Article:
That being said-I DO have a problem with the words and notion that women cannot be counted in a minyan. I respect it when I am there, but the words-DO NOT COUNT-are very painful. I KNOW that God hears and listens to my prayers. I do understand why women do not have the same obligations as men. But, I do not have young children and my husband is more than willing to help with a meal so I can count. I would never rock the boat in "someone else's home" but I just had to say that.

    A few years ago some Conservative synagogues that were not yet egalitarian decided that a woman could be counted in the minyan if she passed some sort of observance "litmus test." No such test existed for a man; any Jewish man could be counted in a minyan. I think that some of the sisterhoods in those synagogues did not let that happen.

    As far as looking over the michitzah goes, I thought that one of the reason why unmarried women don't wear head coverings is so that the unmarried man can know who they are and actually look at them to see who's out there?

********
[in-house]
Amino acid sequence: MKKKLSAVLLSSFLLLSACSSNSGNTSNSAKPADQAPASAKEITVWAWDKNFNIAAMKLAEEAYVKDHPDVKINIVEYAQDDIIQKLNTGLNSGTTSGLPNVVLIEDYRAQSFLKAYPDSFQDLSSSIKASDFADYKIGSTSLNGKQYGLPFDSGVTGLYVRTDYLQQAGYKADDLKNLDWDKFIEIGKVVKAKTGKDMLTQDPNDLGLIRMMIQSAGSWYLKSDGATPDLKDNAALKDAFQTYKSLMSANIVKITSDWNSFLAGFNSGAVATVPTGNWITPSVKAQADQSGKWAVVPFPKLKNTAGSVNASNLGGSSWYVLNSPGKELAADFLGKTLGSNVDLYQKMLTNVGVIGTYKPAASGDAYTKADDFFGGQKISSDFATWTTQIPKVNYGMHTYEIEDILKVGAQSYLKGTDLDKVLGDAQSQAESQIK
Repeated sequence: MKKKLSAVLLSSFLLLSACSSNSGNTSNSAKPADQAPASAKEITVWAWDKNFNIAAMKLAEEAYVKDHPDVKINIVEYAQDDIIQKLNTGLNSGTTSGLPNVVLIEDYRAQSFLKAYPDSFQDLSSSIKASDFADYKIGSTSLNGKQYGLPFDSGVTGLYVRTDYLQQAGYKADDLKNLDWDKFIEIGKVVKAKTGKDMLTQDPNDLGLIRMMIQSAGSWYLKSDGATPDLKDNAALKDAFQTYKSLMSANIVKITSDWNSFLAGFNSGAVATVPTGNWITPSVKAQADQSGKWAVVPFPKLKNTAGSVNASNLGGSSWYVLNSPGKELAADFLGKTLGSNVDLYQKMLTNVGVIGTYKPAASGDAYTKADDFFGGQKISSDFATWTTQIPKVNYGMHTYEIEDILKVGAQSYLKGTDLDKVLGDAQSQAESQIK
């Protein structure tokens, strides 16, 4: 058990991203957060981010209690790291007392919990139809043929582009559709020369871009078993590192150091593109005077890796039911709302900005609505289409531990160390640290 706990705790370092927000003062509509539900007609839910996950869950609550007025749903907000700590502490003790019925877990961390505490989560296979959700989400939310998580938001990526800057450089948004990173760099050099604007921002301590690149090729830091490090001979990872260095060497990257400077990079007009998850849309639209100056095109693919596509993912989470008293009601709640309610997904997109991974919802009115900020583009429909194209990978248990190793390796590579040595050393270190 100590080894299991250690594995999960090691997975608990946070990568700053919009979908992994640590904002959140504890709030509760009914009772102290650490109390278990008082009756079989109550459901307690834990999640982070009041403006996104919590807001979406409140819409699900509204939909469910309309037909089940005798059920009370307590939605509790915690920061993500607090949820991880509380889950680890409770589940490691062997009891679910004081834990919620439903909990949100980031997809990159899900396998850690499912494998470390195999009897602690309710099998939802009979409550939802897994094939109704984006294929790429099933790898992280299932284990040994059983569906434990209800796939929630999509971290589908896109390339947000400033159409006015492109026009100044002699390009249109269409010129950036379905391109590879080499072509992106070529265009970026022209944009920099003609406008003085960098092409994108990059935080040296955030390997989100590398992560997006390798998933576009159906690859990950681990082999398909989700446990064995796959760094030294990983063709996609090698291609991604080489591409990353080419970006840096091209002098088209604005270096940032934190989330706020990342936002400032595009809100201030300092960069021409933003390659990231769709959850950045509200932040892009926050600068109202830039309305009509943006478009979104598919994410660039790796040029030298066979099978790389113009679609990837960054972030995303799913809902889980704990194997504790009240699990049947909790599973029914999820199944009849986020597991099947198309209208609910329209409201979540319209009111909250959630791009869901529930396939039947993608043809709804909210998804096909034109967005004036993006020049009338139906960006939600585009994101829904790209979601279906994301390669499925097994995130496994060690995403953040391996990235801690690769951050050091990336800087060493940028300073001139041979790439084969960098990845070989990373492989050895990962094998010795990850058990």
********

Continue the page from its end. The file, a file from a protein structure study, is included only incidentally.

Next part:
All that being said-I have lead services for all women's minyanim at Women's League for Conservative Judaism regional conferences for years and find that to be a wonderful and moving experience. There is something to be said for a group of women who do volunteer work and study together by day and get to know each other and become good friends over the years davening together. It is very powerful!!! And, as it is for women only study, such as a Rosh Hodesh group, women only prayer can be incredible!

    L'Shana Tovah U' M'tukah!
    Terre Foreman

  2. Dear Sunnie and Terre,
    Here are my two cents - I do daven in an orthodox shul. Naturally, I am not only behind the mehitzah, I am on the second floor altogether. That doesn't bother me at all. I am more bothered by the women who come very rarely and chat instead of praying, because, just like you said - I am there to pray.